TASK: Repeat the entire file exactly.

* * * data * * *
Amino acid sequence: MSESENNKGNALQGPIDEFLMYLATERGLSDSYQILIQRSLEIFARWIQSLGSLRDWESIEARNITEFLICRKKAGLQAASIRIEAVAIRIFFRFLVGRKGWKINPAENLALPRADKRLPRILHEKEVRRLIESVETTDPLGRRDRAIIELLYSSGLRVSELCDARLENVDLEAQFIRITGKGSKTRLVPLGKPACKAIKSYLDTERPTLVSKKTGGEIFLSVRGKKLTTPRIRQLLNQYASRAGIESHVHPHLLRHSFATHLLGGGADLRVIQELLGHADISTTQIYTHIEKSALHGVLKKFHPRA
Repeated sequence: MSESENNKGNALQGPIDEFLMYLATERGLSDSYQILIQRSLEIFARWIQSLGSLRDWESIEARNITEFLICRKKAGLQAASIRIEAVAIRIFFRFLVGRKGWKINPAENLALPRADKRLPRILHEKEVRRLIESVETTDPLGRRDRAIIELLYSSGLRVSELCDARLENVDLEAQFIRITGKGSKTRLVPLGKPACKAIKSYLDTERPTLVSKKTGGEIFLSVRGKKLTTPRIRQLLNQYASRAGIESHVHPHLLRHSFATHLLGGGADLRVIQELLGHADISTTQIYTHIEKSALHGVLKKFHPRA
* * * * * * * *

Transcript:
Amino acid sequence: MSESENNKGNALQGPIDEFLMYLATERGLSDSYQILIQRSLEIFARWIQSLGSLRDWESIEARNITEFLICRKKAGLQAASIRIEAVAIRIFFRFLVGRKGWKINPAENLALPRADKRLPRILHEKEVRRLIESVETTDPLGRRDRAIIELLYSSGLRVSELCDARLENVDLEAQFIRITGKGSKTRLVPLGKPACKAIKSYLDTERPTLVSKKTGGEIFLSVRGKKLTTPRIRQLLNQYASRAGIESHVHPHLLRHSFATHLLGGGADLRVIQELLGHADISTTQIYTHIEKSALHGVLKKFHPRA
Repeated sequence: MSESENNKGNALQGPIDEFLMYLATERGLSDSYQILIQRSLEIFARWIQSLGSLRDWESIEARNITEFLICRKKAGLQAASIRIEAVAIRIFFRFLVGRKGWKINPAENLALPRADKRLPRILHEKEVRRLIESVETTDPLGRRDRAIIELLYSSGLRVSELCDARLENVDLEAQFIRITGKGSKTRLVPLGKPACKAIKSYLDTERPTLVSKKTGGEIFLSVRGKKLTTPRIRQLLNQYASRAGIESHVHPHLLRHSFATHLLGGGADLRVIQELLGHADISTTQIYTHIEKSALHGVLKKFHPRA